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No Good Deed Goes Untaxed: Part Two

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Sandy Botkin

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Sandy is a CPA, Tax Attorney, and former IRS trainer. He has authored many helpful books on the subject of taxes, including 7 Simple Ways to Legally Avoid Paying Taxes ( Click Here ), Lower Your Taxes: Big Time ( Click Here ), and Real Estate Tax Secrets of the Rich ( Click Here ).
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In Part One, I noted that you can deduct out of pocket expenses for charitable activities. I included some of these expenses, but here is a continuation of more items that can be overlooked but are deductible:

Home Entertainment

If you host a fund raiser or board meeting, you can deduct the entire cost of the catering expenses as a charitable deduction. Even better, the 50% limit on business meals doesn’t apply here. 

Fundraising Dinners

Normally, you can deduct the portion of the cost that exceeds the fair market value of a fundraising dinner. For example, let’s say you and your spouse attend a dinner that costs $100 a head. If the meal is valued at $35 a head, you can deduct $130 ( $200 cost -$70 value). Any amounts exceeding $75 should be backed up with a written documentation from the charitable organization. Also , political candidates are not charitable organizations for purposes of the deduction unless the fundraising is going to a charitable foundation unrelated to their political activity. In addition, if you provide food for the charity, such as cake for a bake sale, you can deduct the cost of ingredients.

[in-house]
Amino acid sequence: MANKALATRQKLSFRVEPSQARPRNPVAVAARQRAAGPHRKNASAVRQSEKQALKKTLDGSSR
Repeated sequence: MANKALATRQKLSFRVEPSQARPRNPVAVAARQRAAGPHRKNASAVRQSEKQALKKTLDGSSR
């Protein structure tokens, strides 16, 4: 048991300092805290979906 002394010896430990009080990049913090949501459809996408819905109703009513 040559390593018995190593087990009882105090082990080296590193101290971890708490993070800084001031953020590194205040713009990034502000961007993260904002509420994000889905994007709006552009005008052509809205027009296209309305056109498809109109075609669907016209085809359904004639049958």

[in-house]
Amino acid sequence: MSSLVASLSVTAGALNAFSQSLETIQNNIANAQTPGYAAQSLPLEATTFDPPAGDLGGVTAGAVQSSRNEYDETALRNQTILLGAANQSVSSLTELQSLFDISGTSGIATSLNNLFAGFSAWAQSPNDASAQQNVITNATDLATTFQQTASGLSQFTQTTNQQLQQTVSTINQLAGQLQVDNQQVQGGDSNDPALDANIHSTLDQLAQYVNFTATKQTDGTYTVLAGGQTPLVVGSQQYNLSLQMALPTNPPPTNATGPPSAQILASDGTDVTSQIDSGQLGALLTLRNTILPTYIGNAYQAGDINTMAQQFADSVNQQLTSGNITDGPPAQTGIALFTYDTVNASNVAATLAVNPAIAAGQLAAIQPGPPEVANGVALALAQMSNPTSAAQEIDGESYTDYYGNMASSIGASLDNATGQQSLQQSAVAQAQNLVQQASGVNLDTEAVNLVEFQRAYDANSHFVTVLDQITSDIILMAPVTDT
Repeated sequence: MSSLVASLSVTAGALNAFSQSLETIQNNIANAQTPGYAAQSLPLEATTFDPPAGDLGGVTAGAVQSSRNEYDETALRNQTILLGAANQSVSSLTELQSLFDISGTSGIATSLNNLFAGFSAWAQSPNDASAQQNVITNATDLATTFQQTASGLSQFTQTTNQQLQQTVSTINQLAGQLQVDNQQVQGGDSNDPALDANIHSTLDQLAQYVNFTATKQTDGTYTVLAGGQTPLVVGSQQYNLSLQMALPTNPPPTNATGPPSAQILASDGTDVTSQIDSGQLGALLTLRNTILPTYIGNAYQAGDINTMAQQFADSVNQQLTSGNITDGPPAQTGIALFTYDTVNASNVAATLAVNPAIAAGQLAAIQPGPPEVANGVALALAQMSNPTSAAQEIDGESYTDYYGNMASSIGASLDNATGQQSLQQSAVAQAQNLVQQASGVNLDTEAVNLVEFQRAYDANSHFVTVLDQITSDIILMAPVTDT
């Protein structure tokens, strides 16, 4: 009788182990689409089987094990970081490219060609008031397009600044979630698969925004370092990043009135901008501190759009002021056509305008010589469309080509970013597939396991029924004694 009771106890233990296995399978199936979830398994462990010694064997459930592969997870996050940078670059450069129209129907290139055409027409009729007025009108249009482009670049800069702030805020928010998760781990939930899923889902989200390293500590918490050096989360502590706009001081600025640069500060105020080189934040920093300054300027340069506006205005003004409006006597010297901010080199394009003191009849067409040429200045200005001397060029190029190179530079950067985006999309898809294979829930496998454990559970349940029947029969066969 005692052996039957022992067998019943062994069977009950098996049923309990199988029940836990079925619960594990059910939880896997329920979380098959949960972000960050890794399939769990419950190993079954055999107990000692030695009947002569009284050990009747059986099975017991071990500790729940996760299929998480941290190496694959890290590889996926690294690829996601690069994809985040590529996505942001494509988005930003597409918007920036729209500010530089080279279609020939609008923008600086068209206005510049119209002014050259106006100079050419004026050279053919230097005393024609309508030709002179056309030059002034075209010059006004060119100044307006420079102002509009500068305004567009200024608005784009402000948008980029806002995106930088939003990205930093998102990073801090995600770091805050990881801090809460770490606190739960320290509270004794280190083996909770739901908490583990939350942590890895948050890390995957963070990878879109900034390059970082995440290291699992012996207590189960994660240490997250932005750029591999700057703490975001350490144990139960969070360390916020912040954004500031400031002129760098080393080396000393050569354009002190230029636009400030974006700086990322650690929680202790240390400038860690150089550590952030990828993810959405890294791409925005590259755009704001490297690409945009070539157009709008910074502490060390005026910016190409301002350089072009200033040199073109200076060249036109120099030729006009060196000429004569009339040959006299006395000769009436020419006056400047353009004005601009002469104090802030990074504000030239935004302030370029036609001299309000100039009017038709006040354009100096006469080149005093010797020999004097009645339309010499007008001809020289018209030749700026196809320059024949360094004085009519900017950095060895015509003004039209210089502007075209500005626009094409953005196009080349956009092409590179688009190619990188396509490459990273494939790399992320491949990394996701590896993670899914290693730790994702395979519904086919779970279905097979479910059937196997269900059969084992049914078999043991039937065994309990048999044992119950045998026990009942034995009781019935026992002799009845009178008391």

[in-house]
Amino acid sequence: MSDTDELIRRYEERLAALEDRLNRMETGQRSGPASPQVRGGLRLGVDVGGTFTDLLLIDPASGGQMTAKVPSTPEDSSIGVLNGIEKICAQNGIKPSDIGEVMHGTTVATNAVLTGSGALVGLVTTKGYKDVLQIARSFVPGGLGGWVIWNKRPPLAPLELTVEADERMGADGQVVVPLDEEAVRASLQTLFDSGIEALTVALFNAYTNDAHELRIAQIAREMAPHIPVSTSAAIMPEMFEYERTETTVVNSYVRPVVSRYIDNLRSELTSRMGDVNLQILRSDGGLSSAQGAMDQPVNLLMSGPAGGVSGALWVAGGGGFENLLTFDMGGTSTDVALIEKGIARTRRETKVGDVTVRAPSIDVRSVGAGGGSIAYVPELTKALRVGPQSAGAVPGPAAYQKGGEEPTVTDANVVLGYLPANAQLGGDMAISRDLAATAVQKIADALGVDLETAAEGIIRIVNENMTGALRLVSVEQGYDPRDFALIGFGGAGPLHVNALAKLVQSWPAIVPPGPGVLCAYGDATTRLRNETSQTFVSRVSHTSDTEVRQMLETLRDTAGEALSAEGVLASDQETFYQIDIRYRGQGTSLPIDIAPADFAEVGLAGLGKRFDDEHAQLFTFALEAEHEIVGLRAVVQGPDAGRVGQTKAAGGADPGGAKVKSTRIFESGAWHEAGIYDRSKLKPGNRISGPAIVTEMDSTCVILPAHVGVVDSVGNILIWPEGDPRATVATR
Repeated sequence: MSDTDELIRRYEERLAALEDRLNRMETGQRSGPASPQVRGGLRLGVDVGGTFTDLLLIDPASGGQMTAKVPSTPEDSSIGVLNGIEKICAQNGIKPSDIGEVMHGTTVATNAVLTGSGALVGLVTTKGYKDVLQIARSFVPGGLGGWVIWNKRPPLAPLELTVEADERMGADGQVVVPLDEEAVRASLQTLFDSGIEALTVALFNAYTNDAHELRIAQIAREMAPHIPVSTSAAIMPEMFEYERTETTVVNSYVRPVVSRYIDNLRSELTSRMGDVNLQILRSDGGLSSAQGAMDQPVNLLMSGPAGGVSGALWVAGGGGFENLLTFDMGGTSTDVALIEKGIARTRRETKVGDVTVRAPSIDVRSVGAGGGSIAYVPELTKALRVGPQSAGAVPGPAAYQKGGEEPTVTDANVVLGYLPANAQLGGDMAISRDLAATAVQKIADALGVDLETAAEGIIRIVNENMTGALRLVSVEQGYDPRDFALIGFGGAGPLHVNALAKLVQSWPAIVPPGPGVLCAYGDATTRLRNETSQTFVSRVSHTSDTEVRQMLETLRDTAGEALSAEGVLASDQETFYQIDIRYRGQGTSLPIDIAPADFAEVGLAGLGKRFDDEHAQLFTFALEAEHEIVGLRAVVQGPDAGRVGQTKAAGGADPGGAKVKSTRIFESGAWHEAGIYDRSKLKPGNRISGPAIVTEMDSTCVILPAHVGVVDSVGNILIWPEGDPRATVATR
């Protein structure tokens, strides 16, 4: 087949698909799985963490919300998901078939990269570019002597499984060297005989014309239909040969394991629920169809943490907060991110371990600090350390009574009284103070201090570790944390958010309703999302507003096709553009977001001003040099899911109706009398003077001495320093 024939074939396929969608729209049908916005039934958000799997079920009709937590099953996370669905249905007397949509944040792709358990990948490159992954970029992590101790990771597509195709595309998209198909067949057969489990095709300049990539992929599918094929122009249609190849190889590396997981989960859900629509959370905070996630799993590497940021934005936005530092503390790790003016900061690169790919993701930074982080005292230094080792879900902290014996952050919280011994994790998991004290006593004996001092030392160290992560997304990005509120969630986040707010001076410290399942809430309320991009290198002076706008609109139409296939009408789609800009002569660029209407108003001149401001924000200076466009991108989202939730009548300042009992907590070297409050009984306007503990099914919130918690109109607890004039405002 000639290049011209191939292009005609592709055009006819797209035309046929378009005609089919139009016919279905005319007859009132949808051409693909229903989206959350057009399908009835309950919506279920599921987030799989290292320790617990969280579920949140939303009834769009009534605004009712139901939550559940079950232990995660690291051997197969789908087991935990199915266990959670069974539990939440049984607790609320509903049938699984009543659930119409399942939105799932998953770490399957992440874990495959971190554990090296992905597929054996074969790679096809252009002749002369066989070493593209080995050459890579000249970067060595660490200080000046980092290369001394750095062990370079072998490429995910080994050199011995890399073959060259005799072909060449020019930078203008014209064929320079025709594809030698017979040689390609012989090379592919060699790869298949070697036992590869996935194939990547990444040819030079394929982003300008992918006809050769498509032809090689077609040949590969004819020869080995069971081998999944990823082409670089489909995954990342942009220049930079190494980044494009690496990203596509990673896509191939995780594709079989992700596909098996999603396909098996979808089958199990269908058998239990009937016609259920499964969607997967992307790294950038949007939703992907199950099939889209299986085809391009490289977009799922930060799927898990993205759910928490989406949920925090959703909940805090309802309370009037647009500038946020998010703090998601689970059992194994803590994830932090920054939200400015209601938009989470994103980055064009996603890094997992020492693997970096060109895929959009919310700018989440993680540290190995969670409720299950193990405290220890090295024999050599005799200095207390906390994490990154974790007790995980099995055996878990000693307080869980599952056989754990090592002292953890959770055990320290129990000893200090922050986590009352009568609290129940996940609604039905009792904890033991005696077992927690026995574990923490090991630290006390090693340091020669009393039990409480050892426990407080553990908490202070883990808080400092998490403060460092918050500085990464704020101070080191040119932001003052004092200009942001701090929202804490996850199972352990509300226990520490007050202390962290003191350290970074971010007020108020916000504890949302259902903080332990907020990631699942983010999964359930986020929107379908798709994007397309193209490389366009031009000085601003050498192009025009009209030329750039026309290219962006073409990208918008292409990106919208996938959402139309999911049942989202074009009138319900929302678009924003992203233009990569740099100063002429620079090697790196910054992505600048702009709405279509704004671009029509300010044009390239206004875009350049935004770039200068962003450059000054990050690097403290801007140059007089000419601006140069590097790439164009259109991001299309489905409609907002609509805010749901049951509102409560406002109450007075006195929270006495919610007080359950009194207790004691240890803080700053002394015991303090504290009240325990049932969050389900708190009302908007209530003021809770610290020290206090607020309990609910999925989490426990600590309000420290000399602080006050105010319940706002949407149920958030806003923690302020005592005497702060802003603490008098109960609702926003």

Uniforms

A deduction is allowed for the cost of uniforms used while performing charitable services as long as the clothing isn’t suitable for everyday wear. Thus, if you become a boy scout or girl scout master, you can write off the cost of the uniforms.

Foreign Exchange Students

If you host a foreign exchange student in your home, you can deduct up to $50 per month for each month that the child attends high school. To qualify, the student must life in your home under a written agreement with a qualified charity. Also, the exchange student can’t be a relative.

Charitable Conventions

You may be able to deduct the cost of attending a convention on behalf of the charity– such as meals and lodging– if you are an official delegate to the convention. However, the convention must be the primary purpose of the trip. Also, the cost of any side trips to tourist attractions isn’t deductible. Sorry.

Final thought: Individually, these items may seem small in amount, but collectively, they add up. Keep the records that you would need at tax return time.


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Sandy Botkin

Sandy is a CPA, Tax Attorney, and former IRS trainer. He has authored many helpful books on the subject of taxes, including 7 Simple Ways to Legally Avoid Paying Taxes ( Click Here ), Lower Your Taxes: Big Time ( Click Here ), and Real Estate Tax Secrets of the Rich ( Click Here ).